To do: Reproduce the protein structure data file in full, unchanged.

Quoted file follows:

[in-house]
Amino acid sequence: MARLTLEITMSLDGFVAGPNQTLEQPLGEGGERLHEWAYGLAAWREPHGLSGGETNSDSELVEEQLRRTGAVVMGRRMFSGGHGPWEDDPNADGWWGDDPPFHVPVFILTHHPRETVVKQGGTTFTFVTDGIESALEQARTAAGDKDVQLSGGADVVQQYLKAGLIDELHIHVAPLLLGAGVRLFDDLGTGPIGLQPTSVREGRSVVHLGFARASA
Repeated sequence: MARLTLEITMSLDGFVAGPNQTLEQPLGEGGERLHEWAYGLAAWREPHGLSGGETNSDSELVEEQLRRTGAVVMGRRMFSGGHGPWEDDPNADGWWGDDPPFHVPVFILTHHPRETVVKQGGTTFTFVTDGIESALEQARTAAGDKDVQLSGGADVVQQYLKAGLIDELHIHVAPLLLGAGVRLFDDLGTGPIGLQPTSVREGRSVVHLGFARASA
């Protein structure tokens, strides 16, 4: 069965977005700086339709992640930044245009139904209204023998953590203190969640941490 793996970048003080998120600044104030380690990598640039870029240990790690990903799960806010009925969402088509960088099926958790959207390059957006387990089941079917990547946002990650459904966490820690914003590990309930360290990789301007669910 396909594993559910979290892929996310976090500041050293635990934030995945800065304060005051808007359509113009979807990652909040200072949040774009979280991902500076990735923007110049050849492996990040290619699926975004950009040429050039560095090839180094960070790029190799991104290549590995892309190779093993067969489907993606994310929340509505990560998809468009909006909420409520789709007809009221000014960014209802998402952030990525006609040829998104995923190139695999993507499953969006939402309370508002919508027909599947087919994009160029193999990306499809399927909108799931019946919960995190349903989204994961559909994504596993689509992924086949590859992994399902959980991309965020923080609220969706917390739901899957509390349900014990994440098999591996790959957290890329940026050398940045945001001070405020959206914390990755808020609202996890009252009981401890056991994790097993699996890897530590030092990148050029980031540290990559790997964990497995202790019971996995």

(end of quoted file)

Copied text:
[in-house]
Amino acid sequence: MARLTLEITMSLDGFVAGPNQTLEQPLGEGGERLHEWAYGLAAWREPHGLSGGETNSDSELVEEQLRRTGAVVMGRRMFSGGHGPWEDDPNADGWWGDDPPFHVPVFILTHHPRETVVKQGGTTFTFVTDGIESALEQARTAAGDKDVQLSGGADVVQQYLKAGLIDELHIHVAPLLLGAGVRLFDDLGTGPIGLQPTSVREGRSVVHLGFARASA
Repeated sequence: MARLTLEITMSLDGFVAGPNQTLEQPLGEGGERLHEWAYGLAAWREPHGLSGGETNSDSELVEEQLRRTGAVVMGRRMFSGGHGPWEDDPNADGWWGDDPPFHVPVFILTHHPRETVVKQGGTTFTFVTDGIESALEQARTAAGDKDVQLSGGADVVQQYLKAGLIDELHIHVAPLLLGAGVRLFDDLGTGPIGLQPTSVREGRSVVHLGFARASA
């Protein structure tokens, strides 16, 4: 069965977005700086339709992640930044245009139904209204023998953590203190969640941490 793996970048003080998120600044104030380690990598640039870029240990790690990903799960806010009925969402088509960088099926958790959207390059957006387990089941079917990547946002990650459904966490820690914003590990309930360290990789301007669910 396909594993559910979290892929996310976090500041050293635990934030995945800065304060005051808007359509113009979807990652909040200072949040774009979280991902500076990735923007110049050849492996990040290619699926975004950009040429050039560095090839180094960070790029190799991104290549590995892309190779093993067969489907993606994310929340509505990560998809468009909006909420409520789709007809009221000014960014209802998402952030990525006609040829998104995923190139695999993507499953969006939402309370508002919508027909599947087919994009160029193999990306499809399927909108799931019946919960995190349903989204994961559909994504596993689509992924086949590859992994399902959980991309965020923080609220969706917390739901899957509390349900014990994440098999591996790959957290890329940026050398940045945001001070405020959206914390990755808020609202996890009252009981401890056991994790097993699996890897530590030092990148050029980031540290990559790997964990497995202790019971996995």